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There was just one week left till the tournament began. I was starting to get the pre-tournament jitters. But I know I had done everything I could have in preparation for this event. I worked the hardest I ever had, dedicating all of my time and effort into my training for this past month. Every single day I was out on the tennis court, under the scorching hot sun, giving it my all. After ever practice session, I came off the court dripping in sweat. I was as ready as I could have been.




It was now only three days until the tournament began. The pressure was building up. Not only was this the last tournament of the year, but it was also the most important. The winner of this tournament got to play in the U.S. Open. This would be a dream come true for not only me, but for every junior tennis player in the world. Everyone comes into this tournament ready to go, in an effort to end their year on a high note. Each player in the draw worked very hard throughout the year, and earned their spot in this tournament. This was going to be a very tough battle.


On top of all that, I had a lot of expectations going into this tournament. My parents and my coaches had high hopes for me. Lots of college coaches were also going to be there looking for new people to recruit. So it’s safe to say that the pressure was on.


Before leaving for the tournament, my coach tells me, “Good luck Leah. You’re ready for this. Believe in yourself and don’t let all the hard work we put in go to waste.”


My parents tell me, “We wish you all the best Leah! Make us proud!”


The last thing I wanted to do was let them down.




There was now only 20 minutes till my match started. I was pacing at the site of my tournament. I have been playing these tournaments for 10 years now, but this was the most nervous I had ever been for a tennis match. I had my headphones on, listening to music, and trying to focus. But I couldn’t. For some reason, my mind kept wandering off to all these negative thoughts. What if I lose? My ranking would drop so low and no colleges will ever want me! What will my parents think then? What will my coaches think? What will my friends think? Oh no. I needed to stop. I needed to get these negative emotions out of my head if I even wanted a chance to win.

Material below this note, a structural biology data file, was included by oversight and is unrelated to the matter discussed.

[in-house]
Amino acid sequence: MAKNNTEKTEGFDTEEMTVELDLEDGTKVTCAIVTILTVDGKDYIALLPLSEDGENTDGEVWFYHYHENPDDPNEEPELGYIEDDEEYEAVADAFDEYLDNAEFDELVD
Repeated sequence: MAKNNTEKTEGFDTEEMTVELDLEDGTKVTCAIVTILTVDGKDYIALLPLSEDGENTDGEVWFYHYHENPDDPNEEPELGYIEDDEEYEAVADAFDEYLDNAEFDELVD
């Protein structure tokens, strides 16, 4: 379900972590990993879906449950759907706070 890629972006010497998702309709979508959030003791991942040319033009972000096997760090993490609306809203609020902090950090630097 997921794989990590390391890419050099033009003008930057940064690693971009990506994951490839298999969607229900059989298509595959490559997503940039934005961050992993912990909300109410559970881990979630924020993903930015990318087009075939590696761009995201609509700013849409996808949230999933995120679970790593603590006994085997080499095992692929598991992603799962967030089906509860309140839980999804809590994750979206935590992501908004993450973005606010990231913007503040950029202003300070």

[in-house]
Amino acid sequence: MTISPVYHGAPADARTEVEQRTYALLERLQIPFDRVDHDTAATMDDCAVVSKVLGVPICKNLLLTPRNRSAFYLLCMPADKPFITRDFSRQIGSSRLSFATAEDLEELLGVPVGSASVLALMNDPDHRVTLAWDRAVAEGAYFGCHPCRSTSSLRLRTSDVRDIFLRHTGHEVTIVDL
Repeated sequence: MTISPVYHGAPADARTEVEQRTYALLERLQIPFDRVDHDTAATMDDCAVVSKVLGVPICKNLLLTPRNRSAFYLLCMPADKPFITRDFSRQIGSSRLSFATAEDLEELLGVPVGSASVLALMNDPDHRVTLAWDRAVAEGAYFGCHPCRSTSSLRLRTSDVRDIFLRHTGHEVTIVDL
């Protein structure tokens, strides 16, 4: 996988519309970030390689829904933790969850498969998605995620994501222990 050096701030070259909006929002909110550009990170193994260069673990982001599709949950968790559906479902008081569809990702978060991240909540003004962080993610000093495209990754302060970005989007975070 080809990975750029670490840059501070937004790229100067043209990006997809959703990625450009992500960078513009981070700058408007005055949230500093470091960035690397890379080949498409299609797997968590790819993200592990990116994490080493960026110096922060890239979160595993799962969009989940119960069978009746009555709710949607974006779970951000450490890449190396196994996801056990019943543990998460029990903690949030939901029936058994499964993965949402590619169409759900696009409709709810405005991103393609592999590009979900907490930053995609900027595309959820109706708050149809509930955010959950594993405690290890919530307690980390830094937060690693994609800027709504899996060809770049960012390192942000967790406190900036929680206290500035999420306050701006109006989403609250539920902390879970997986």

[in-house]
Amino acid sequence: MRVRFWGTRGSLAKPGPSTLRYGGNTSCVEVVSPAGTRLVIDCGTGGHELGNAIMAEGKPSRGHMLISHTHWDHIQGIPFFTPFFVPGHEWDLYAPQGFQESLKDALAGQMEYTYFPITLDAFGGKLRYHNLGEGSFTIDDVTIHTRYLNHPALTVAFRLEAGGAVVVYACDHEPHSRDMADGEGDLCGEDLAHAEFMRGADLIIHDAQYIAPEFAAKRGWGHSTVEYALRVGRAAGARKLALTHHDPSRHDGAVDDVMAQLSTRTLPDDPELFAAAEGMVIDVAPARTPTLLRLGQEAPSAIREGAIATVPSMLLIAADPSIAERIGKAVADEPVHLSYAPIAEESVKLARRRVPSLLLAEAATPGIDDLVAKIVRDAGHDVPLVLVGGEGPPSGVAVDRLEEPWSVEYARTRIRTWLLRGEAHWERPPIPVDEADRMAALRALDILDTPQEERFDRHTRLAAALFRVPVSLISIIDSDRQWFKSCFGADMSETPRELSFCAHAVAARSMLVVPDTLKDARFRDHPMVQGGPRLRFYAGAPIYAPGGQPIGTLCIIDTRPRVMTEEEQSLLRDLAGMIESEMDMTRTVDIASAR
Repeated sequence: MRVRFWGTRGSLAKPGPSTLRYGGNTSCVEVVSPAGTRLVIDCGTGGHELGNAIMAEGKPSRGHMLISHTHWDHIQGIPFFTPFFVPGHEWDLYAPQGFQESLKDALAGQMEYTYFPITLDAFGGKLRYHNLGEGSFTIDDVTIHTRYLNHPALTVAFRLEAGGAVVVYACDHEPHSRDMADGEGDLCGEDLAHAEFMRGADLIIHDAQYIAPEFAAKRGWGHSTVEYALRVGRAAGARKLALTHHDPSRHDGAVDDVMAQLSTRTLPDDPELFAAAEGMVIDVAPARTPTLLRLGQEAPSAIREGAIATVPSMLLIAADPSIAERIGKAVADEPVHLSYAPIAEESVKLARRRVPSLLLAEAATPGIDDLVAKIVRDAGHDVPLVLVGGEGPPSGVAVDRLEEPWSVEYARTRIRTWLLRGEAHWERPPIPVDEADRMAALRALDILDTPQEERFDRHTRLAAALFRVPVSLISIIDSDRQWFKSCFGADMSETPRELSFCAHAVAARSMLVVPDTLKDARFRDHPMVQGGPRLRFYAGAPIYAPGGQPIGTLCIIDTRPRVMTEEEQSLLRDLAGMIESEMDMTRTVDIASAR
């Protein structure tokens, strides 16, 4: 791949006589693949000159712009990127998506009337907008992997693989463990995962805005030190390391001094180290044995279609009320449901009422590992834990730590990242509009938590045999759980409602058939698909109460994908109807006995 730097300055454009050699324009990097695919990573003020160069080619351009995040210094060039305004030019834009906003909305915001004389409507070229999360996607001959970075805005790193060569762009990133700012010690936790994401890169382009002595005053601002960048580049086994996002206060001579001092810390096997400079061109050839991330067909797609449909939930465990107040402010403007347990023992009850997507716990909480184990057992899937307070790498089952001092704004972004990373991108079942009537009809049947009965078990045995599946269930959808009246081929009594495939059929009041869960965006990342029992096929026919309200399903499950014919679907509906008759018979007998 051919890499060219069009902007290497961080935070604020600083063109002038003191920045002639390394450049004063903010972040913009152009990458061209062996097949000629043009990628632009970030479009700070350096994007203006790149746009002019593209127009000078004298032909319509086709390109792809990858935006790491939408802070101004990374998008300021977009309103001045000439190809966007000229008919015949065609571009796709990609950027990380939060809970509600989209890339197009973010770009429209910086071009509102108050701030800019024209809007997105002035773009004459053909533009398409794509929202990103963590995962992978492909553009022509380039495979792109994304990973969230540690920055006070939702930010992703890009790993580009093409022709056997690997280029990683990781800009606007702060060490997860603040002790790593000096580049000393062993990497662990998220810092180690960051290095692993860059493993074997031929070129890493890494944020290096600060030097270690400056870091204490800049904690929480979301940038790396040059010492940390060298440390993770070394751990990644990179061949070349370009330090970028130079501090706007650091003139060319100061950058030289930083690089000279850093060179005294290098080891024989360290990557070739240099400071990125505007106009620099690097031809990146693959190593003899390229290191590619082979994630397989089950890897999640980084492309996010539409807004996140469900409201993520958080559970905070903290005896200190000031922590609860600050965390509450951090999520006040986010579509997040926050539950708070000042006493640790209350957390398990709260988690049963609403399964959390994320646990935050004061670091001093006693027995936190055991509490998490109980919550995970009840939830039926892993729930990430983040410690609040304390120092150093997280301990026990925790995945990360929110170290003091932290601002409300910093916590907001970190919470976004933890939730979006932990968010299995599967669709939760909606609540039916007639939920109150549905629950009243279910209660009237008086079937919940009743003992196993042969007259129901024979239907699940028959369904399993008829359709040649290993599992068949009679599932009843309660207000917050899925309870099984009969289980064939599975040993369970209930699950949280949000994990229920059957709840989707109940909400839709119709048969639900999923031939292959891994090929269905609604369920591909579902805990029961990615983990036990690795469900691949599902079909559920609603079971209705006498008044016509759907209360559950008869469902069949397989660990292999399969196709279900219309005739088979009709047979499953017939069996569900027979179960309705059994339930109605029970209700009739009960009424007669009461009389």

Just then, the loud speaker rang, “Leah HURLEY TO THE TOURNAMENT DESK” interrupting my awful thoughts, thankfully. But for some reason, as I was picking up my bags to head down to the court, I felt so unprepared all of a sudden. I didn’t know what was happening but I didn’t have any time to process it. It was game time, whether I was ready or not.




Right in the warm up I could feel that something wasn't right. None of my shots were going in, I wasn’t able to move my feet, nothing was working for me. I was not able to play freely. Something was restricting me and I did not know what it was.


When the match started, it was not any better. I was getting so frustrated with myself and I was rushing myself. I wasn’t thinking, I was just brainlessly swinging my tennis racket, hoping the ball would go in. But it wouldn’t. I was trying everything I could to try and get out of this situation. But nothing was working. It was as if I had some sort of a mental block. I was not myself, and I didn’t know what was wrong with me.




“Game. Set. Match.” the umpire announced.